SS Great Britain

21 Reviews

Star Travel Rating


Review type

Things to do


Date of travel

April, 2018

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VISITORS are spoilt for choice in Bristol, with the city offering all manner of ways to pass the time, but the jewel in the crown must be the SS Great Britain.

Built by Isambard Kingdom Brunel and launched in 1843, the iron ship began as a passenger liner, became a cargo vessel and ended her days as a floating warehouse in the Falkland Islands where she was eventually scuttled.

In 1969, however, a plan was hatched to raise the ship and bring her home, across 8,000 miles of ocean, and the SS Great Britain returned to the Bristol dock in which she was built, exactly 127 years after her launch.

Now visitors can wander the restored vessel and step back in history with an impressive range of interactive displays to enjoy.

Right from the start, the visitor is thrust back in time, with entrance tickets in the style of passenger contracts from 1867. From there you can head to the Dry Dock – well worth a visit, with the light filtering through a glass ‘sea’ to give the illusion of being underwater – then on to the Dockyard Museum to learn the ship’s story, stamp your ticket and have your picture taken as a passenger.

Then to the ship where there are three decks to explore: the lower deck, with cargo hold and first-class dining saloon; the middle, with steerage accommodation, galley, captain’s cabin and promenade saloon; and the top deck with crates for livestock, the ship’s wheel and the chance to climb the mast and venture out onto the yard arm.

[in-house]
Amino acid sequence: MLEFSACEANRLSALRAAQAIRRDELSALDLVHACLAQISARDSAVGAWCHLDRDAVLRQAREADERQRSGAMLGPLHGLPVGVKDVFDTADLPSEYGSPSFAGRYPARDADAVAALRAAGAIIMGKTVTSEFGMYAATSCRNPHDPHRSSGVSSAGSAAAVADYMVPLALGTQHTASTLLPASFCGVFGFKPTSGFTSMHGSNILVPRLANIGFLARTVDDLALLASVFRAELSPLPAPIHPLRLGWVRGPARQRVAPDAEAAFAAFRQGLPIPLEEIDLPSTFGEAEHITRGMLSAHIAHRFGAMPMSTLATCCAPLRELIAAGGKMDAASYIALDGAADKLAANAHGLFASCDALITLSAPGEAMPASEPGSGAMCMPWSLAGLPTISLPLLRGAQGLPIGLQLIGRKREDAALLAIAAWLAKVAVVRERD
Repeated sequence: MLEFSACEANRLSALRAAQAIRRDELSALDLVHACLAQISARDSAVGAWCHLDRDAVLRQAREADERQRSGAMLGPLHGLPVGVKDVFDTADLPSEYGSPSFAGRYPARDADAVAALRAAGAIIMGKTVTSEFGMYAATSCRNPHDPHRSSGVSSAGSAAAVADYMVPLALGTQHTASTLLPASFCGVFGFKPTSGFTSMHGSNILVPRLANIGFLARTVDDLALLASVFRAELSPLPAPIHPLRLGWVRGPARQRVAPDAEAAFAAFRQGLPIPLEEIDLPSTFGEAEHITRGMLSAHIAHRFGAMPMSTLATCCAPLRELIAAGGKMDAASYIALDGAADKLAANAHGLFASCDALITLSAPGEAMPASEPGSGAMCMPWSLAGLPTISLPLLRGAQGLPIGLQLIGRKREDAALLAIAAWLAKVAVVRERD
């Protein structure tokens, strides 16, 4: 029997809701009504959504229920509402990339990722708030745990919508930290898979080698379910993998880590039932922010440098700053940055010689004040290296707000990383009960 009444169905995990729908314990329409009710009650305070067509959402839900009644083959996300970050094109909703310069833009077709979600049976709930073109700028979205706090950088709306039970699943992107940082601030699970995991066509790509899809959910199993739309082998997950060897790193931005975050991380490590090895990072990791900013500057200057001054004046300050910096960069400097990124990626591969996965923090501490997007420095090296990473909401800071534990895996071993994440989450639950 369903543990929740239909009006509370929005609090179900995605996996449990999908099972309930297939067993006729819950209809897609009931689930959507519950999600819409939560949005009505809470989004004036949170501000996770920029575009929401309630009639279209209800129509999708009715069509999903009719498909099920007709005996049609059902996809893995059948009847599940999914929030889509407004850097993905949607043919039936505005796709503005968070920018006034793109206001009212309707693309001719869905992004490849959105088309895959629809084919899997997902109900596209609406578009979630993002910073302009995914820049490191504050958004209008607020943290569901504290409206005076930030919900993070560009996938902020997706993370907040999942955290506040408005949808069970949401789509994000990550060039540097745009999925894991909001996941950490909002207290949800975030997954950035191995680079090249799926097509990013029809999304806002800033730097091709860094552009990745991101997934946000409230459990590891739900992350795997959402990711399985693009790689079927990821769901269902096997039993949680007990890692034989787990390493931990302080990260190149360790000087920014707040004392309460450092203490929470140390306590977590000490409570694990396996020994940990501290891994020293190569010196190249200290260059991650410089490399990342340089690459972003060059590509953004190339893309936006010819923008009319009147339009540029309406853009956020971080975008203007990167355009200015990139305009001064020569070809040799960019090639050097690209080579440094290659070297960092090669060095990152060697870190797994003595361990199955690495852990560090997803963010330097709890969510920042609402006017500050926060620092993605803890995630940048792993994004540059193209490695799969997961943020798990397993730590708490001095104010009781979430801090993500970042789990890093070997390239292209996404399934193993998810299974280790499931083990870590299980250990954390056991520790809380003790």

The Go Aloft! Adventure is weather dependent but our visit coincided with a beautiful day and young visitors aplenty were queuing to shin up the ratlines and then step out: all were safely clipped on but I was happy to sit in the sun and marvel at their daring, with no intent of joining them!

But there’s more! The newly-opened Being Brunel Museum presented more photo opportunities plus an insight into Brunel’s career as an engineer, before we were guided into Brunel’s Dock Office as our last port of call.

At £16.50 per adult this might seem pricy but on reflection there was so much to see and do that it was incredible value, and each ticket gets you in free for the next 12 months. Over-65s pay £14.50, there’s a family rate of £45, and if you’re called Isambard you get in free (although you have to have ID to prove it). Booking online gives a 5% discount.

We were very impressed by the number of activities, the interaction with volunteers in costume and the wealth of information. Pretty well every area is accessible for the disabled (the cobbled area of the Dry Dock might be tricky for wheelchairs but there is a level viewing area), with lifts and ramps, while there are plenty of toilet facilities and a Dockyard Cafe.

My favourite bit was the chance to make the most of photo opportunities, from the glass sea of the Dry Dock providing some beautiful lighting, to the giant head in the Being Brunel Museum. We spent several hours browsing and I’m sure we’ll find plenty more to enjoy on subsequent visits.

Excellent value, I’d recommend this for anyone with an interest in history and in finding out about the man behind the SS Great Britain. Just don’t forget your camera!

Jane Leigh

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